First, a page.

“The data from our study show that combination therapy [for metastatic renal cell carcinoma] may offer a much higher response rate with manageable side effects,” says study author Jianjun Gao, MD, PhD.
Combination treatment built on immune checkpoint inhibitor therapy showed promising clinical and immunologic activity in patients with metastatic renal cell carcinoma (mRCC) in an early phase I clinical trial, reported investigators from the University of Texas MD Anderson Cancer Center, Houston at the American Association of Cancer Research annual meeting in Washington.
The open-label pilot study randomized 60 patients who were eligible for cytoreductive nephrectomy, metastectomy, or post-treatment biopsy 1:2:1 to nivolumab (Opdivo) as monotherapy or combined with bevacizumab (Avastin) or ipilimumab (Yervoy). About 10 weeks after starting therapy, patients underwent their planned surgical procedure and then continued on nivolumab monotherapy for up to 2 years. Blood and tumor samples obtained pretreatment and at the surgical procedure were analyzed for correlations between clinical responses and changes in immune cell infiltration and gene expression.
At the data cut-off, median duration of treatment was 17 weeks and 44 patients were evaluable for post-procedure clinical responses. There was a single complete response in a patient receiving nivolumab + bevacizumab. Objective response rates (complete + partial) in the nivolumab, nivolumab + bevacizumab, and nivolumab + ipilimumab groups were 42%, 53%, and 38%, respectively, and rates of disease progression in the three arms were 25%, 16%, and 38%, respectively.
Laboratory investigations showed increased T cell infiltration in samples taken from responders compared to nonresponders as well as differences in gene expression.
The incidence of grade 3 or higher toxicities was 19% for nivolumab monotherapy, 27% in the nivolumab + ipilimumab group, and 41% among patients receiving nivolumab + bevacizumab. However, 17% of grade 3 or higher toxicities in the latter patients were hypertension related to bevacizumab that was well controlled medically.
“Immune checkpoint inhibitors have revolutionized cancer therapy, but the clinical response rate is still quite low, about 20%, when these agents are used as monotherapy. The data from our study show that combination therapy may offer a much higher response rate with manageable side effects. Thus, it may benefit an even higher proportion of patients with mRCC,” said first author Jianjun Gao, MD, PhD.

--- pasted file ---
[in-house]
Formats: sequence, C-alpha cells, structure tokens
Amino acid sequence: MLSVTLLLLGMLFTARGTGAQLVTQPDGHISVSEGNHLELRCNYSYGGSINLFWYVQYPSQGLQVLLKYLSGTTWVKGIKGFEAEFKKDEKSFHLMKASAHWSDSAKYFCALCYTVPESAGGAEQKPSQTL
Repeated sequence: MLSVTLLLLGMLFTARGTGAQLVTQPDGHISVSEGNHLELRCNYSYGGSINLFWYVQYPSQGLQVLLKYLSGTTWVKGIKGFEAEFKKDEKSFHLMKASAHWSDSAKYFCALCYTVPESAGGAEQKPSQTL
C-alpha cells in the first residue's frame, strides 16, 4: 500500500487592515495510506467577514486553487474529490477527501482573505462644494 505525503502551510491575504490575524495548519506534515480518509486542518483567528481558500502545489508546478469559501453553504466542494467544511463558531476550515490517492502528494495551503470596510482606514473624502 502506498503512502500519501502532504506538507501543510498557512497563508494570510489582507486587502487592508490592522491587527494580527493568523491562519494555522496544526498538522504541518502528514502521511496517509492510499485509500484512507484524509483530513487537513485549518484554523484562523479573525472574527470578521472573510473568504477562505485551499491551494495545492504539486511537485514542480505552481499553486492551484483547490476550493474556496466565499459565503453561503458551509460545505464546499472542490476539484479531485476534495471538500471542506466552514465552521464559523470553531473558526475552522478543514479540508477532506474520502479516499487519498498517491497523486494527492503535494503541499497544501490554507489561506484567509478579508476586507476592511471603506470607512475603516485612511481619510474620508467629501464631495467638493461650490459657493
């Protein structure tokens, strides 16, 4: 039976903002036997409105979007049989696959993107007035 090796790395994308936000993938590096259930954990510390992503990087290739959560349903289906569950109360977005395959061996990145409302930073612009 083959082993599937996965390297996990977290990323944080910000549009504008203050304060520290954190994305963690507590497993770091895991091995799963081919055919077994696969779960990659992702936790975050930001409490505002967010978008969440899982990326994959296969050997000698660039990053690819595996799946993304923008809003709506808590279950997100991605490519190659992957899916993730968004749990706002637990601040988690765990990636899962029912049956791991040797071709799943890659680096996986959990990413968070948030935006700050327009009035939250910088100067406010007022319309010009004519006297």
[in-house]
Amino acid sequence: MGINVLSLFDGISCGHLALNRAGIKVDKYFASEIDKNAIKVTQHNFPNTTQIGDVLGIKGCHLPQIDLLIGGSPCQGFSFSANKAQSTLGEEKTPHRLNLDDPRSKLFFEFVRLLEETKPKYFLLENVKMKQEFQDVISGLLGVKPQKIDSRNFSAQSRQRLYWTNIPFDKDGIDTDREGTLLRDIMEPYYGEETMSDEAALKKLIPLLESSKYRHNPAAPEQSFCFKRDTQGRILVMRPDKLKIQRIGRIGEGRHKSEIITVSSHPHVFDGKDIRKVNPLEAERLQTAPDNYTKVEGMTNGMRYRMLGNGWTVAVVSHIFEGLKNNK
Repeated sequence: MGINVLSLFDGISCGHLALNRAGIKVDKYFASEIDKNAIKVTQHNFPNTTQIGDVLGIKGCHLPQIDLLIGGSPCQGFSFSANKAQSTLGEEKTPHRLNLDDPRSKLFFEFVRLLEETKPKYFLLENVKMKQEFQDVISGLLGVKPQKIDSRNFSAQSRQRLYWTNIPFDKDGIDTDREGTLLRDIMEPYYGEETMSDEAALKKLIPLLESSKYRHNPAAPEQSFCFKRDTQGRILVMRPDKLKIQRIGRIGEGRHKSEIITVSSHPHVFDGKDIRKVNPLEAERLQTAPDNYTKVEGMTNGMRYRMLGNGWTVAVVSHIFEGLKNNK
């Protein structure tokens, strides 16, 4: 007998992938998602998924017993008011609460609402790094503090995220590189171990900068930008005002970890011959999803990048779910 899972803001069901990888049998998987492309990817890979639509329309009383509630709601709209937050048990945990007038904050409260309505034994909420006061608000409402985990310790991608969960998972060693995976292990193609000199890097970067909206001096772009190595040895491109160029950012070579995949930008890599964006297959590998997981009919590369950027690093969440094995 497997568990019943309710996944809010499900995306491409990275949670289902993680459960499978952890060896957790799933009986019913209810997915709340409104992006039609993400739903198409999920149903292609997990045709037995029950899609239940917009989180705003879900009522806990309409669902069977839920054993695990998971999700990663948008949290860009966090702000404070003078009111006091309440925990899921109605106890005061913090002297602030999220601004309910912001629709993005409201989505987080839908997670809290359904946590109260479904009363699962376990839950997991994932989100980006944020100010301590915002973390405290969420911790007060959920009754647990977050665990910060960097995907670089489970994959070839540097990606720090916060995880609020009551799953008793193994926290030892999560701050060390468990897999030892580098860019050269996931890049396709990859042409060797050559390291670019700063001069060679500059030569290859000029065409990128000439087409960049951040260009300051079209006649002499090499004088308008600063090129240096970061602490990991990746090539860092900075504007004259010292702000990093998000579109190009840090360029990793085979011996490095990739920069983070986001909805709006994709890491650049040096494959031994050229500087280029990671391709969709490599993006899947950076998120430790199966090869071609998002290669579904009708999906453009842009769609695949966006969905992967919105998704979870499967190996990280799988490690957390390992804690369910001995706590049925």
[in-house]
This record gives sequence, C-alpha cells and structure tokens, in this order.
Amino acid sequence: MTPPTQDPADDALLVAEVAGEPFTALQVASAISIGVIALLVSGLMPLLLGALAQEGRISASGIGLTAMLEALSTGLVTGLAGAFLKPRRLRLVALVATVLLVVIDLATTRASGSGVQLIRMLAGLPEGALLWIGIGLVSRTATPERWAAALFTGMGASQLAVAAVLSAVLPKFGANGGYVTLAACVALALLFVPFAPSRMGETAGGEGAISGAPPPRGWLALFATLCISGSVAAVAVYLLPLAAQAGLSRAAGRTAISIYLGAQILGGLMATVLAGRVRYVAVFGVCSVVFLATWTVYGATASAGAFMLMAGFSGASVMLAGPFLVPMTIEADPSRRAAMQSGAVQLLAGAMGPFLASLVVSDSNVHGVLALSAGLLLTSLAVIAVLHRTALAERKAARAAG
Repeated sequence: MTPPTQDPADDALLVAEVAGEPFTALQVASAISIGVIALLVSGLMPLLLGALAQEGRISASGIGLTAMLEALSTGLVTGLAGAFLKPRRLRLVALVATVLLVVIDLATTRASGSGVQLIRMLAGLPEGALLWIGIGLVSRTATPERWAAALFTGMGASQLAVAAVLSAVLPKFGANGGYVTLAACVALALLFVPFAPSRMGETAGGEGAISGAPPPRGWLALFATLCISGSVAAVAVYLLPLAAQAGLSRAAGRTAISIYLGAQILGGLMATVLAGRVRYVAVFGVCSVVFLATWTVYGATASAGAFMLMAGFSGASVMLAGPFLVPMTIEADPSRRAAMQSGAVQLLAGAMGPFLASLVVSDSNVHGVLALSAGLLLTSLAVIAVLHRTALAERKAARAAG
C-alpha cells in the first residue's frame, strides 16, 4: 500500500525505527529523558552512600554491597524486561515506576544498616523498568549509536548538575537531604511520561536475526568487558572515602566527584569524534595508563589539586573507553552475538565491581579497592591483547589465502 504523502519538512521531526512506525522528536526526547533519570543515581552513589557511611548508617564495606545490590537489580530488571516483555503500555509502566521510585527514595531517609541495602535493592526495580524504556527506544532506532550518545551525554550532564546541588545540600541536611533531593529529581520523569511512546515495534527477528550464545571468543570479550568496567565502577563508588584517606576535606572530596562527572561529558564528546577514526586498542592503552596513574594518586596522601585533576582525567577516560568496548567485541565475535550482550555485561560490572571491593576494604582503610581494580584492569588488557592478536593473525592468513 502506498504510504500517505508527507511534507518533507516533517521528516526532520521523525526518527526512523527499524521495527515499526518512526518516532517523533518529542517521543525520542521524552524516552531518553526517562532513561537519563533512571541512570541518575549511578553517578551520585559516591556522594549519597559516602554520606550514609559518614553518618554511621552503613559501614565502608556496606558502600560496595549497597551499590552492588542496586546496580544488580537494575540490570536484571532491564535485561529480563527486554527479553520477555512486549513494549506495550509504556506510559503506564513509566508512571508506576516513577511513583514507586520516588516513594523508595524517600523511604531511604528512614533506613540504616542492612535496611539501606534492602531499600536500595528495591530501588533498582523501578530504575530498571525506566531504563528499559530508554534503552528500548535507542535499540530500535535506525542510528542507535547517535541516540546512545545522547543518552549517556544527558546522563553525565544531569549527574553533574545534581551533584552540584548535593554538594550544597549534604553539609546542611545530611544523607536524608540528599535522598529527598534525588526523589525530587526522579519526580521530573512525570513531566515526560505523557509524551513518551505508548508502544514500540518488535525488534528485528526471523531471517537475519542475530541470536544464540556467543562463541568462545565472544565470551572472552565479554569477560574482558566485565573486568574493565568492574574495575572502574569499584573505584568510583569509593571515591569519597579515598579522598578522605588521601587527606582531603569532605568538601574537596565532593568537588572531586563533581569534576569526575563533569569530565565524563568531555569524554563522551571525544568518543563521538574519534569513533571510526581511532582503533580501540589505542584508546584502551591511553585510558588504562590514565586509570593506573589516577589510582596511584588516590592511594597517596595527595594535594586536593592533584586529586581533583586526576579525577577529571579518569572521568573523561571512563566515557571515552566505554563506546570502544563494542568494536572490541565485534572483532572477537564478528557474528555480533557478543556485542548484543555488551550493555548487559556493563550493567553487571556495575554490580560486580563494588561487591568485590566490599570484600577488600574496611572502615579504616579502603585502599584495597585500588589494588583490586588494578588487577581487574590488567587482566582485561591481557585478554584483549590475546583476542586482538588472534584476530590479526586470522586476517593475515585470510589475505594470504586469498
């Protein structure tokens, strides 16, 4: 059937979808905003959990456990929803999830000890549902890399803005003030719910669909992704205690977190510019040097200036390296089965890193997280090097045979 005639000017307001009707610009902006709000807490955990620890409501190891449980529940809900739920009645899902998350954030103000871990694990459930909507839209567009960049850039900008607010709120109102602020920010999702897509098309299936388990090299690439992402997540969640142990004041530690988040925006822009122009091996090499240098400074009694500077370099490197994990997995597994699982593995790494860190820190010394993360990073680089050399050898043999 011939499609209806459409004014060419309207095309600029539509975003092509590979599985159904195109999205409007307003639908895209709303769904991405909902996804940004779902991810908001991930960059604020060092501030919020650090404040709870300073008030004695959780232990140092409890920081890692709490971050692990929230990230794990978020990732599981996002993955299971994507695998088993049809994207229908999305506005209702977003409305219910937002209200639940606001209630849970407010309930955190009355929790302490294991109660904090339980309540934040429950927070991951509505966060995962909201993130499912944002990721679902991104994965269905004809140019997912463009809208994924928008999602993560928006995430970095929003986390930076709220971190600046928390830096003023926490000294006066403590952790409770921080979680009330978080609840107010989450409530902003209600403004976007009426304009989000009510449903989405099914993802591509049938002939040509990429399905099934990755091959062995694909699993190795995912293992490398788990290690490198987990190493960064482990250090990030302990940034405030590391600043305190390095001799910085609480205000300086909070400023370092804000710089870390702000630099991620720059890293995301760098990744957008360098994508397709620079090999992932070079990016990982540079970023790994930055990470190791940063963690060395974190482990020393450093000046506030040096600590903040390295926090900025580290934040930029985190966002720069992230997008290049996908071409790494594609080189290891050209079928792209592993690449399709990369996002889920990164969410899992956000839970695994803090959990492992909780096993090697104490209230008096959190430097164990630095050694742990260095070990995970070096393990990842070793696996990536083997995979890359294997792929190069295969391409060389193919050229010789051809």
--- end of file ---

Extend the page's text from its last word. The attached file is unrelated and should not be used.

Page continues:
“Longer follow-up in a larger study is needed to determine if the combinations may also improve the durability of responses compared with nivolumab monotherapy,” added Dr. Gao.
Senior author Padmanee Sharma, MD, PhD, commented on the importance of the studies characterizing the immune and molecular markers. She told Urology Times, “Detailed laboratory studies of tumor samples from patients are needed to understand the molecular and immunologic mechanisms of response and resistance to therapy. This information will be important for guiding our next steps in developing future combination treatment strategies.”
At the time of data cutoff, the number of available tumor samples was too small to have sufficient power for finding any statistically significant differences in gene expression between treatment arms.
Nivolumab is approved for treatment of advanced RCC; bevacizumab used with interferon alfa is approved for treatment of mRCC. The rationale for combining ipilimumab with nivolumab is that the two checkpoint inhibitors act on different T cell signaling pathways, the CTLA-4 inhibitory pathway and PD-1 inhibitory pathway, respectively.
“We were also interested in testing this combination because it is approved for treatment of metastatic melanoma based on demonstration of improved anti-tumor T cell responses and clinical responses,” said Dr. Gao.
“Bevacizumab is an anti-VEGF agent that affects angiogenesis and potentially immune responses, and so we hypothesized that its combination with nivolumab may also lead to enhanced anti-tumor T cell responses.”
The two nivolumab-based combination regimens are the subject of further investigation. Expansion of the phase I trial with the addition of 45 more patients is planned.
“We expect the data that are generated will enable development of a larger study investigating nivolumab plus bevacizumab,” said Dr. Sharma.
Ipilimumab + nivolumab is being compared with sunitinib (Sutent) in a phase III trial of patients with previously untreated advanced RCC or mRCC. Patient accrual is complete in this study sponsored by Bristol-Myers Squibb.
Dr. Sharma is an unpaid consultant to Bristol-Myers Squibb. The study was funded by the National Institutes of Health and Bristol-Myers Squibb.
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